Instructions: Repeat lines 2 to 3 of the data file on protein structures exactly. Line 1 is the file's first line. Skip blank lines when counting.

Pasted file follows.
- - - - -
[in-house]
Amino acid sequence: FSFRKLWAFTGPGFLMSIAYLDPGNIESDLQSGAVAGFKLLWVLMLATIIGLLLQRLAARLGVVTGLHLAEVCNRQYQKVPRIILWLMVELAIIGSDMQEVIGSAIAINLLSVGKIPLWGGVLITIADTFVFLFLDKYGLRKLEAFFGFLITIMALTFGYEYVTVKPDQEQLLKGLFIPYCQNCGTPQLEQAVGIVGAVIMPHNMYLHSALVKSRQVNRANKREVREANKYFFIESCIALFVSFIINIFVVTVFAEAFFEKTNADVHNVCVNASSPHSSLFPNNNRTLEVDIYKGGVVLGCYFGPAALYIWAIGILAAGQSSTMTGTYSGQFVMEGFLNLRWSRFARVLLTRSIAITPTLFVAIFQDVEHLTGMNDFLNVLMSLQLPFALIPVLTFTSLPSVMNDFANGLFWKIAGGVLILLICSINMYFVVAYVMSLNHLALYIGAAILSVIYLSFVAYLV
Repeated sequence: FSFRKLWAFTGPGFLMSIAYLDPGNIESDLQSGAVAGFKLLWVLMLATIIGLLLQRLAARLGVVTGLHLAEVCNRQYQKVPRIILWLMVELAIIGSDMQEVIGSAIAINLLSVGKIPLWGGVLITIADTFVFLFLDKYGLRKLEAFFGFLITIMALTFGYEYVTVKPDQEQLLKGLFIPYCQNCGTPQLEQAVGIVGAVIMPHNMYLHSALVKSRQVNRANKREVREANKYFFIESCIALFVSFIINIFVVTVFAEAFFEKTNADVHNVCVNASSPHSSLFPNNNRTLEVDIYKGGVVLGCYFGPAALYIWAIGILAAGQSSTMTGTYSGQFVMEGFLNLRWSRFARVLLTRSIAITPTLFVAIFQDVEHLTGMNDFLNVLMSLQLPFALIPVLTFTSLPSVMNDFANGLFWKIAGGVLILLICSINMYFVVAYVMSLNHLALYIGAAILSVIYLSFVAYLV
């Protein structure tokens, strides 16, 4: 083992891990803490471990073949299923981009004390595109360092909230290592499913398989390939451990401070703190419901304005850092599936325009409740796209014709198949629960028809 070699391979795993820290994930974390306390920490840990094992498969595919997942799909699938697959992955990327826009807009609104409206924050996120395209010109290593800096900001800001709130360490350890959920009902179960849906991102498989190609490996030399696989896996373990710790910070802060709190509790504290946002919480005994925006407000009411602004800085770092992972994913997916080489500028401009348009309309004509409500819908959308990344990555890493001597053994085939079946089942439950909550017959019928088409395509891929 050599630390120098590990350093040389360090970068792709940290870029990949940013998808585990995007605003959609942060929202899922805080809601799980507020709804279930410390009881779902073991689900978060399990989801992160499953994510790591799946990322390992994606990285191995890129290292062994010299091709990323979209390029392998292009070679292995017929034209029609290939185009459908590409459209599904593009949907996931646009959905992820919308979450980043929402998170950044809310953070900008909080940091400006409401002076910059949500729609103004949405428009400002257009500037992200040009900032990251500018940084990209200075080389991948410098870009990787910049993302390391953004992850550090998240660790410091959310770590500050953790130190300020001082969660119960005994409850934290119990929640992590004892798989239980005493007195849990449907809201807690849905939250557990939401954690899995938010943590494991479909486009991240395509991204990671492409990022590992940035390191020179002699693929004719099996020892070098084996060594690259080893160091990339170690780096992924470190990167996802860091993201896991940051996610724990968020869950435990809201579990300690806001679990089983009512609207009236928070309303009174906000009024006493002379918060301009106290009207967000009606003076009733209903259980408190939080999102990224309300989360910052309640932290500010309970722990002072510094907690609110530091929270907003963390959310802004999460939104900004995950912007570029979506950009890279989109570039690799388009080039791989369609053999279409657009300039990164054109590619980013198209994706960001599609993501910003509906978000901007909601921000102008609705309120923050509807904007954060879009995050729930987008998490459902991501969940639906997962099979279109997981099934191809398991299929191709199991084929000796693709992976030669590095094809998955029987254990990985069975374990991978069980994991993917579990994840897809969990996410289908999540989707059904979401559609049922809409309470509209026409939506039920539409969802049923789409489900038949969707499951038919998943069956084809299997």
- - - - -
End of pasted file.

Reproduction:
Amino acid sequence: FSFRKLWAFTGPGFLMSIAYLDPGNIESDLQSGAVAGFKLLWVLMLATIIGLLLQRLAARLGVVTGLHLAEVCNRQYQKVPRIILWLMVELAIIGSDMQEVIGSAIAINLLSVGKIPLWGGVLITIADTFVFLFLDKYGLRKLEAFFGFLITIMALTFGYEYVTVKPDQEQLLKGLFIPYCQNCGTPQLEQAVGIVGAVIMPHNMYLHSALVKSRQVNRANKREVREANKYFFIESCIALFVSFIINIFVVTVFAEAFFEKTNADVHNVCVNASSPHSSLFPNNNRTLEVDIYKGGVVLGCYFGPAALYIWAIGILAAGQSSTMTGTYSGQFVMEGFLNLRWSRFARVLLTRSIAITPTLFVAIFQDVEHLTGMNDFLNVLMSLQLPFALIPVLTFTSLPSVMNDFANGLFWKIAGGVLILLICSINMYFVVAYVMSLNHLALYIGAAILSVIYLSFVAYLV
Repeated sequence: FSFRKLWAFTGPGFLMSIAYLDPGNIESDLQSGAVAGFKLLWVLMLATIIGLLLQRLAARLGVVTGLHLAEVCNRQYQKVPRIILWLMVELAIIGSDMQEVIGSAIAINLLSVGKIPLWGGVLITIADTFVFLFLDKYGLRKLEAFFGFLITIMALTFGYEYVTVKPDQEQLLKGLFIPYCQNCGTPQLEQAVGIVGAVIMPHNMYLHSALVKSRQVNRANKREVREANKYFFIESCIALFVSFIINIFVVTVFAEAFFEKTNADVHNVCVNASSPHSSLFPNNNRTLEVDIYKGGVVLGCYFGPAALYIWAIGILAAGQSSTMTGTYSGQFVMEGFLNLRWSRFARVLLTRSIAITPTLFVAIFQDVEHLTGMNDFLNVLMSLQLPFALIPVLTFTSLPSVMNDFANGLFWKIAGGVLILLICSINMYFVVAYVMSLNHLALYIGAAILSVIYLSFVAYLV